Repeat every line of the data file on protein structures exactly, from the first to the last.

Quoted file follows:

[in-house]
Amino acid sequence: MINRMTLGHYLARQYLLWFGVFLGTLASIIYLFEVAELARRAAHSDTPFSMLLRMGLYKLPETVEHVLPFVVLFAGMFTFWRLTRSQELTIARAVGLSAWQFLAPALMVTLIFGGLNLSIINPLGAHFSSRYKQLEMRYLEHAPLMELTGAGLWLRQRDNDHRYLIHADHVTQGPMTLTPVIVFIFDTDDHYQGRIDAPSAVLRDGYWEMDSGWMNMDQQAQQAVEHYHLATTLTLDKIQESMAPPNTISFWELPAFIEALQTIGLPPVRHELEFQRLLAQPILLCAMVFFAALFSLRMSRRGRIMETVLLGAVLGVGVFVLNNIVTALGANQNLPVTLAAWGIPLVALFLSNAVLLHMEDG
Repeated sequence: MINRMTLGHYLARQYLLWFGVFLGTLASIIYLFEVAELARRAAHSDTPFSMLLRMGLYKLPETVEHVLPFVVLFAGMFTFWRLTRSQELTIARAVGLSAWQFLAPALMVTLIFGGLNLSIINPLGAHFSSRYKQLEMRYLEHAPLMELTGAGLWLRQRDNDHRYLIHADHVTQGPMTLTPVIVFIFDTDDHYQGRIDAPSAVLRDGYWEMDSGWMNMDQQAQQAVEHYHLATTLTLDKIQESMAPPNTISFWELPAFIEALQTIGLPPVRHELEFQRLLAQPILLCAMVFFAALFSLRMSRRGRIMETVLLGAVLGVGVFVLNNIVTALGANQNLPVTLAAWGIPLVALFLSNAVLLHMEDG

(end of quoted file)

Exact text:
[in-house]
Amino acid sequence: MINRMTLGHYLARQYLLWFGVFLGTLASIIYLFEVAELARRAAHSDTPFSMLLRMGLYKLPETVEHVLPFVVLFAGMFTFWRLTRSQELTIARAVGLSAWQFLAPALMVTLIFGGLNLSIINPLGAHFSSRYKQLEMRYLEHAPLMELTGAGLWLRQRDNDHRYLIHADHVTQGPMTLTPVIVFIFDTDDHYQGRIDAPSAVLRDGYWEMDSGWMNMDQQAQQAVEHYHLATTLTLDKIQESMAPPNTISFWELPAFIEALQTIGLPPVRHELEFQRLLAQPILLCAMVFFAALFSLRMSRRGRIMETVLLGAVLGVGVFVLNNIVTALGANQNLPVTLAAWGIPLVALFLSNAVLLHMEDG
Repeated sequence: MINRMTLGHYLARQYLLWFGVFLGTLASIIYLFEVAELARRAAHSDTPFSMLLRMGLYKLPETVEHVLPFVVLFAGMFTFWRLTRSQELTIARAVGLSAWQFLAPALMVTLIFGGLNLSIINPLGAHFSSRYKQLEMRYLEHAPLMELTGAGLWLRQRDNDHRYLIHADHVTQGPMTLTPVIVFIFDTDDHYQGRIDAPSAVLRDGYWEMDSGWMNMDQQAQQAVEHYHLATTLTLDKIQESMAPPNTISFWELPAFIEALQTIGLPPVRHELEFQRLLAQPILLCAMVFFAALFSLRMSRRGRIMETVLLGAVLGVGVFVLNNIVTALGANQNLPVTLAAWGIPLVALFLSNAVLLHMEDG